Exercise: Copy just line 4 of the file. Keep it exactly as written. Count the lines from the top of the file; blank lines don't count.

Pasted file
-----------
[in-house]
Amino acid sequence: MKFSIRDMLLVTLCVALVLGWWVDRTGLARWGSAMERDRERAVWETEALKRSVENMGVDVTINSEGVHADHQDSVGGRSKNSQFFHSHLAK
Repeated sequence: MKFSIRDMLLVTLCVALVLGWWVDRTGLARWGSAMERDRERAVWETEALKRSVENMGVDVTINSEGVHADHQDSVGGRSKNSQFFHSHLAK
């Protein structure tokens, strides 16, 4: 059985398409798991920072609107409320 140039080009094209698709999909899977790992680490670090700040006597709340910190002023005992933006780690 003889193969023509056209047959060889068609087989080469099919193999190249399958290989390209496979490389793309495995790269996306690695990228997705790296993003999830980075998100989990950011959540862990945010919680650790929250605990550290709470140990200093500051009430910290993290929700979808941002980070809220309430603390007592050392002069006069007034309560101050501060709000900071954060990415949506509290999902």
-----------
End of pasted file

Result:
């Protein structure tokens, strides 16, 4: 059985398409798991920072609107409320 140039080009094209698709999909899977790992680490670090700040006597709340910190002023005992933006780690 003889193969023509056209047959060889068609087989080469099919193999190249399958290989390209496979490389793309495995790269996306690695990228997705790296993003999830980075998100989990950011959540862990945010919680650790929250605990550290709470140990200093500051009430910290993290929700979808941002980070809220309430603390007592050392002069006069007034309560101050501060709000900071954060990415949506509290999902």